The Lake

The Lake by Jordan Trethewey

“Do you live around here, or do you fish?” asked the loon.

“I fish,” said the merganser, “but I could certainly be persuaded to stay since the fishing is so spectacular.”

The merganser continued to dive and fish in the lake, while the loon watched and worried whether the merganser might be persuaded to leave.

“Oh, Mr. Merganser,” said the loon, “I know of another lake nearby with much better stock. “Do tell,” said the merganser, mouth full of minnows.

“Catfish, trout, minnows and perch as big as you please,” said the loon. “So don’t delay, and follow me!”

In his customary way, the loon ran across the water to take flight. The merganser took off quicker, but followed well behind due to the loon’s more impressive wingspan once aloft.

The loon knew of at least two more things the merganser did not: it was hunting season in the region of the lakes, and he knew where the local hunters waited in their blinds. He had escaped birdshot himself for so many seasons because, as a loon, he had very distinctive markings which alerted hunters that he is marvellously rare and therefore forbidden to be shot.

The merganser, who, as we have learned, did not live around there, only fished, was not well-acquainted with the customs of the local hunters. He, therefore, followed the loon happily and hungrily to this lake of utopian plenty.

Not 100 metres from the far edge of the lake where he met the gorging tourist, the loon heard the sudden and normally horrific sound of a rifle being fired, and smiled. This time it was like the call of a beautiful life mate. He circled back to find, as expected, the merganser no longer in pursuit.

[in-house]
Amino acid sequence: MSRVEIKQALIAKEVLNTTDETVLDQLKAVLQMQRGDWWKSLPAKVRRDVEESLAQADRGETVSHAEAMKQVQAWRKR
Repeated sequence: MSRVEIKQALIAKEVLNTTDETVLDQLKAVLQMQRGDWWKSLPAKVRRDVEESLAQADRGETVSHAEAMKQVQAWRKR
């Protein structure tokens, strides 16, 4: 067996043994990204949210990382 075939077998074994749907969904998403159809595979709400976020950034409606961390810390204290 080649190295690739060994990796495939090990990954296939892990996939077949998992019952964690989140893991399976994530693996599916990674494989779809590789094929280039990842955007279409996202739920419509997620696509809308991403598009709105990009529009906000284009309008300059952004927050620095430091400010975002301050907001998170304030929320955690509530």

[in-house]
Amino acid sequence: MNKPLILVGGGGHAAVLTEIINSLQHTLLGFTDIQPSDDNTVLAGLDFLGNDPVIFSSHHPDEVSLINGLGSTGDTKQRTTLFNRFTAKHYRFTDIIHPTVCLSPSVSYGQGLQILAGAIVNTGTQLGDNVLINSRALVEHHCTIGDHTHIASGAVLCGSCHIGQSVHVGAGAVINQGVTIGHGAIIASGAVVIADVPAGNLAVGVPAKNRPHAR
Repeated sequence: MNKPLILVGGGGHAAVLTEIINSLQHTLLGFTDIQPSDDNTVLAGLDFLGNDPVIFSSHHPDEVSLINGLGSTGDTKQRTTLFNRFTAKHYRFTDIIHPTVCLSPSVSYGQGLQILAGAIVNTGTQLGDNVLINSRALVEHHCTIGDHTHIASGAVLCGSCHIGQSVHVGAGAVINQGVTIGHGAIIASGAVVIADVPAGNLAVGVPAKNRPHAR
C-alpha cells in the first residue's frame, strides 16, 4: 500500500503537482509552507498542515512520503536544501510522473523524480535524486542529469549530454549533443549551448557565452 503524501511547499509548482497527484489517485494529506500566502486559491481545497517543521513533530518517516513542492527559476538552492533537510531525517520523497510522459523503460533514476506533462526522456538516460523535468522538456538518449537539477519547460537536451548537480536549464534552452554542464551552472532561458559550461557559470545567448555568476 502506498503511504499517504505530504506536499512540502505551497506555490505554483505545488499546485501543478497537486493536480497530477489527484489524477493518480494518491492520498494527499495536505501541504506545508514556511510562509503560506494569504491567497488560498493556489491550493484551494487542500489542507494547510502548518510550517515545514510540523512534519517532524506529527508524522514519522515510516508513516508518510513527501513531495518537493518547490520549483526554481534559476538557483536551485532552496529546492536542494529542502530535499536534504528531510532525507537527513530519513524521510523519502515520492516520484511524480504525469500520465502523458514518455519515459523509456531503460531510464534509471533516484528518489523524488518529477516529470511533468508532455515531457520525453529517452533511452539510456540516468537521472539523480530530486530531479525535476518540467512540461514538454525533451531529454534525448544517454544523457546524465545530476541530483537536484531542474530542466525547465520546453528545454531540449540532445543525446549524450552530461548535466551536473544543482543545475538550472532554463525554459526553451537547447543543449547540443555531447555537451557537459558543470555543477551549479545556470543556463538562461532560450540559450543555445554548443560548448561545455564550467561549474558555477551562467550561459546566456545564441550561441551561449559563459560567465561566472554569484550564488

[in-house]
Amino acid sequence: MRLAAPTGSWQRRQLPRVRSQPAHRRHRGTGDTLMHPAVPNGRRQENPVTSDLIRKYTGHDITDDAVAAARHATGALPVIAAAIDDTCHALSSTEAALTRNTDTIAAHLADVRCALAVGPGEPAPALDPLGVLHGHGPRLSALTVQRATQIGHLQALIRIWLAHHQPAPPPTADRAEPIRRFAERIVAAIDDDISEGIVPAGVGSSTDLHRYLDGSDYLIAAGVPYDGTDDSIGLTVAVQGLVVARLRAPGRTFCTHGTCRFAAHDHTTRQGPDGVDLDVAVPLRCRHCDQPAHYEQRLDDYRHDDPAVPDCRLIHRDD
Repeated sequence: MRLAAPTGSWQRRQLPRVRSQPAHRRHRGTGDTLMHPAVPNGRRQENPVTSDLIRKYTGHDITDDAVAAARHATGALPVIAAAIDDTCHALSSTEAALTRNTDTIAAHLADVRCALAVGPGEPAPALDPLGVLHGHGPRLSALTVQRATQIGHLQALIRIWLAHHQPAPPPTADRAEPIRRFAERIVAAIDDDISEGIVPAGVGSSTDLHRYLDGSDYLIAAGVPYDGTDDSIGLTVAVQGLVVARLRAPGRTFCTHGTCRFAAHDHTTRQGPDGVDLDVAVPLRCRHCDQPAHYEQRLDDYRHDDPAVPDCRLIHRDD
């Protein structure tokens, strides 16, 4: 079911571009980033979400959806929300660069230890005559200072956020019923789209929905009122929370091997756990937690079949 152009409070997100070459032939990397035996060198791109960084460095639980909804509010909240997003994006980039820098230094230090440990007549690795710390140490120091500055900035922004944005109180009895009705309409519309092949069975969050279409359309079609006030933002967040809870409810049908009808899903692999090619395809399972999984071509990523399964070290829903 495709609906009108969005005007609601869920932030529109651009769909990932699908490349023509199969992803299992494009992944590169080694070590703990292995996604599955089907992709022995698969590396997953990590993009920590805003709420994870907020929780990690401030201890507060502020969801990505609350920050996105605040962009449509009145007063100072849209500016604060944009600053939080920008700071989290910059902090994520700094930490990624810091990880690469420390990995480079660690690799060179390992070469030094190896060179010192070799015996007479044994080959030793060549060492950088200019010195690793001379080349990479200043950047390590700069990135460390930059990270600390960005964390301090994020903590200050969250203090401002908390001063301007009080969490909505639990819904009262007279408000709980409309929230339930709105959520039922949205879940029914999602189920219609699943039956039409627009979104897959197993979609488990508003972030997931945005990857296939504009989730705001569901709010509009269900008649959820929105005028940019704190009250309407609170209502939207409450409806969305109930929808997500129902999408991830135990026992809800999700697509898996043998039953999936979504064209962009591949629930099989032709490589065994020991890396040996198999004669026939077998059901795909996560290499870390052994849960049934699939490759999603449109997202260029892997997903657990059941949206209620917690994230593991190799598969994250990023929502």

Feeling supremely proud of himself, the loon returned to land near where he heard the shot. He knew he only had a moment to find the bird before the hunters and their dogs did. He spotted the unfortunate duck lying in a small open area with a bloody, broken wing, and broken legs, and waddled up beside him.

“It seems they finally got me, old chap,” said the merganser, as the loon suppressed a smirk. “I do thank you for your rare kindness in allowing me to fish your waters. I do regret, however, that I shall never see this bountiful lake to which we were bound.”

That said, the merganser closed his eyes and lay still.

Suddenly, there came a telltale crash through the nearby underbrush and deadfall, accompanied by the yelps of the hunters and their dogs getting nearer. This intrusion was now much closer than he would normally like, but he felt it was worth it to have a moment to revel in his cleverness. The loon bid adieu to the glutinous duck and left the cacophony of humans and dogs, tracking the small, fat bird, behind.

Once aloft, the loon heard one more brief, “Bang!” Then felt nothing.

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About the Author

  1. Avatar Jordan Trethewey (1 story )

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    Jordan Trethewey is a writer and editor living in Fredericton, New Brunswick, Canada. His frightening book of verse, Spirits for Sale, is available on Amazon from Pskis Porch Publishing. Some of his work found a home here, and in other publications such as Burning House Press, Visual Verse, CarpeArte Journal, Fishbowl Press, The Blue Nib, Red Fez, Spillwords, Nine Muses Poetry, and Jerry Jazz Musician. Jordan is an editor at Red Fez, and a regular guest editor at The Ekphrastic Review. His poetry has also been translated in Vietnamese and Farsi.

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The Lake


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